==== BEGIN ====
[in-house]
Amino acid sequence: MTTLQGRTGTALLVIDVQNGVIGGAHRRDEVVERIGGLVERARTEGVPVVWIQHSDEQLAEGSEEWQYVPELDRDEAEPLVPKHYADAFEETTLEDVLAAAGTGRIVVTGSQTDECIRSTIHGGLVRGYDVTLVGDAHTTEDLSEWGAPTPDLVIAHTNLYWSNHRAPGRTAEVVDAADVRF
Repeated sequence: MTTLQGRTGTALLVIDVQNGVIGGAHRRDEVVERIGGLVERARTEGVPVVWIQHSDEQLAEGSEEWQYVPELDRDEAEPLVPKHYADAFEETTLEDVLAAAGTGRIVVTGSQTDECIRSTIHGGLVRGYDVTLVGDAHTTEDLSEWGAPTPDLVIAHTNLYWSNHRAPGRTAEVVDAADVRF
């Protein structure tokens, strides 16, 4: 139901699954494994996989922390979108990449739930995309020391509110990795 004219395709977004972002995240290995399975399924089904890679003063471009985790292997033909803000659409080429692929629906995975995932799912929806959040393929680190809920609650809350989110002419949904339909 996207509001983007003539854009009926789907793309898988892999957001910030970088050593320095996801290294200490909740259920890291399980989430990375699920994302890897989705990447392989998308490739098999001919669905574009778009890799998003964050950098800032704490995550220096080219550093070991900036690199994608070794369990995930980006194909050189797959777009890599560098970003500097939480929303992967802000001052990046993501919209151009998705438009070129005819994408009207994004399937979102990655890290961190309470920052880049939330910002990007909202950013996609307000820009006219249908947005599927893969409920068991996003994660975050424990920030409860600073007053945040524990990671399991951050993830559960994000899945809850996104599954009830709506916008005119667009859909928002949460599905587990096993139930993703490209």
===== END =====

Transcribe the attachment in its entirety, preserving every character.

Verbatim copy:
[in-house]
Amino acid sequence: MTTLQGRTGTALLVIDVQNGVIGGAHRRDEVVERIGGLVERARTEGVPVVWIQHSDEQLAEGSEEWQYVPELDRDEAEPLVPKHYADAFEETTLEDVLAAAGTGRIVVTGSQTDECIRSTIHGGLVRGYDVTLVGDAHTTEDLSEWGAPTPDLVIAHTNLYWSNHRAPGRTAEVVDAADVRF
Repeated sequence: MTTLQGRTGTALLVIDVQNGVIGGAHRRDEVVERIGGLVERARTEGVPVVWIQHSDEQLAEGSEEWQYVPELDRDEAEPLVPKHYADAFEETTLEDVLAAAGTGRIVVTGSQTDECIRSTIHGGLVRGYDVTLVGDAHTTEDLSEWGAPTPDLVIAHTNLYWSNHRAPGRTAEVVDAADVRF
């Protein structure tokens, strides 16, 4: 139901699954494994996989922390979108990449739930995309020391509110990795 004219395709977004972002995240290995399975399924089904890679003063471009985790292997033909803000659409080429692929629906995975995932799912929806959040393929680190809920609650809350989110002419949904339909 996207509001983007003539854009009926789907793309898988892999957001910030970088050593320095996801290294200490909740259920890291399980989430990375699920994302890897989705990447392989998308490739098999001919669905574009778009890799998003964050950098800032704490995550220096080219550093070991900036690199994608070794369990995930980006194909050189797959777009890599560098970003500097939480929303992967802000001052990046993501919209151009998705438009070129005819994408009207994004399937979102990655890290961190309470920052880049939330910002990007909202950013996609307000820009006219249908947005599927893969409920068991996003994660975050424990920030409860600073007053945040524990990671399991951050993830559960994000899945809850996104599954009830709506916008005119667009859909928002949460599905587990096993139930993703490209």